Men Coaching Women

December 09, 2008
Michele Milden (Arlington Branch President

(l to r): (back) Michele Milden, Arlington Branch President; Dianne Blais, AAUW VA Co-President; Kristen Galles; Kathryn Braeman, AAUW member who coordinated the luncheon (front) Holly Kearl, LAF Program Manager; Jill Birdwhistell, Chief of Strategic Advancement

This weekend I had the pleasure of attending the AAUW Arlington (VA) Branch’s Legal Advocacy Fund Holiday Luncheon. Not only did I have a great time meeting AAUW members I primarily communicate with by e-mail and phone, but along with everyone in attendance, I had the opportunity to learn about the continuing need for Title IX of the Education Amendments of 1972 in athletics from speaker Kristen Galles of Equity Legal. She is an AAUW member and represents the plaintiffs in one of the LAF-supported sex discrimination cases, Mansourian, et al. v. Regents of the University of California, et al., a Title IX case centered on alleged discrimination experienced by female members of the university’s wrestling team.

Kristen Galles of Equity Legal

Kristen Galles of Equity Legal

In her talk, Kristen presented a brief history of Title IX and discussed the continued relevancy of Title IX in college athletics. Title IX has made an enormous positive difference in women’s sports: two years before the enactment of Title IX in 1970, there were only 2.5 women’s teams per school, but as of 2006, there are 8.45 teams per school. However, unsurprisingly, there are still more men’s sports teams than women’s at institutions nationwide.

I was surprised to learn about the low percentage of female coaches. In the 1970s, over 90 percent of the women’s teams were coached by women, but now just over 40 percent of women’s teams are headed by female coaches (and only 17.7 percent of women’s and men’s teams combined). In 1972, more than 90 percent of women’s programs were administrated by a female athletic director, but today only 18.6 percent of athletic directors of women’s programs are women. This strikes me as ironic, since there must be a large pool of qualified former women college athletes to choose from, thanks to Title IX.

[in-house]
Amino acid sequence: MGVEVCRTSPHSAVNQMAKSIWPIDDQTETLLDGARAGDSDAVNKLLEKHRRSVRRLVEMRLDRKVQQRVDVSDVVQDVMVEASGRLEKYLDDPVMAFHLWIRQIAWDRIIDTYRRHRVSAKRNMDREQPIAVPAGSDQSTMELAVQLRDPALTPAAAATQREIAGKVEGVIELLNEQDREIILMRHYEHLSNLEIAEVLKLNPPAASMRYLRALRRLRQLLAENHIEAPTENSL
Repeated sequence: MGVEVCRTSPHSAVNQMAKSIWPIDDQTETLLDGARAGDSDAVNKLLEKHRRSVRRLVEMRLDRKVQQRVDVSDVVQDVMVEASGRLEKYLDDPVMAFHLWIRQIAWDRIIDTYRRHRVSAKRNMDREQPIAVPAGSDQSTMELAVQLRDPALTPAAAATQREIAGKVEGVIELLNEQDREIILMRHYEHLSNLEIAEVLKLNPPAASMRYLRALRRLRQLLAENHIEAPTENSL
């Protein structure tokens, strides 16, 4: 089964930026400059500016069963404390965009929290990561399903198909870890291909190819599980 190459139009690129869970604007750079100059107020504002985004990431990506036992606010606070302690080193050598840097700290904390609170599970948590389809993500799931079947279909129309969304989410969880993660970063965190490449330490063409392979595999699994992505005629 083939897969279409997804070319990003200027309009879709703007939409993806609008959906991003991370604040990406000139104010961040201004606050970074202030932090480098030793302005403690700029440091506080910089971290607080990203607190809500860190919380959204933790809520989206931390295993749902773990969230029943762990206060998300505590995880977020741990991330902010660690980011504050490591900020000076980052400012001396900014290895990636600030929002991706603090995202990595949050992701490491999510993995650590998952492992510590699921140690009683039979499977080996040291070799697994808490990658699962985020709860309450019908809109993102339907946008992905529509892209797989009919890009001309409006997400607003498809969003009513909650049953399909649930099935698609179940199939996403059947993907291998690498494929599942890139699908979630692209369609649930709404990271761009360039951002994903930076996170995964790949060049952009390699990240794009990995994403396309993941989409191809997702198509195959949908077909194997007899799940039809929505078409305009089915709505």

I ran cross country at college, and the coaches of the women’s and men’s teams were men. The women’s coach was new, and now I wonder if my university even tried to find a woman to coach the team.

While some of the statistics Kristen shared were disappointing, I think all of us at the luncheon were glad to see that there are smart, passionate lawyers like her fighting to break down barriers on campus for both female students and coaches. What do you think we can do to help get more women’s sports teams and coaches at colleges and universities?

By:   |   December 09, 2008

4 Comments

  1. Kathleen says:

    I am supposing that one of the reasons for more men now coaching women’s teams has to do with the work that was done to raise the salaries of women coaches — thus becoming more attractive for men applying for the jobs and having the old boys network to draw upon. At the same time, most schools that started out with separate athletic directors for women’s and men’s departments were consolidated — for efficiency, no doubt — and the director that was let go generally had less seniority, most often the woman.

    On the reverse side, at the time my daughter coached a men’s soccer team (Div.III, 1998 – 2005) she was one of only 3 women coaching men’s team in the country. There has been no surge in that number since then either.

    What can be done? Go to the top and get yourself or other like-minded women onto the boards of the colleges and universities and be an activist within. Sports are often of more concern to the trustees because it is a major fundraising hook, so they look at the details. Then, as with any other advocacy strategy, start the lobbying!

  2. Carrie in KS says:

    It would be interesting to see if Condoleezza Rice gets into sports management/leadership at the close of the Bush Administration. Even if it is for a sport like football, she could really push open the locker room door for other women in sports leadership.

  3. Sylvia says:

    I have always been involved in both boys and girls sports as a coach. Recently I went to a team composed of 4 year old boy and girls soccer players. My daughter was the coach. Most of the other teams were coached by men (still…even at this level). And I realized that things were never going to change unless more women get involved on all levels–coaching, the organizational structure, and other official duties.

    Our problem as women is that we wait or think that someone else should do all this. It takes too much of our time because we work or have other interests.

    The situation won’t change unless it changes on all levels.

  4. […] Via AAUW Dialog, which noted: …Title IX has made an enormous positive difference in women’s sports: two years before the enactment of Title IX in 1970, there were only 2.5 women’s teams per school, but as of 2006, there are 8.45 teams per school. However, unsurprisingly, there are still more men’s sports teams than women’s at institutions nationwide. […]

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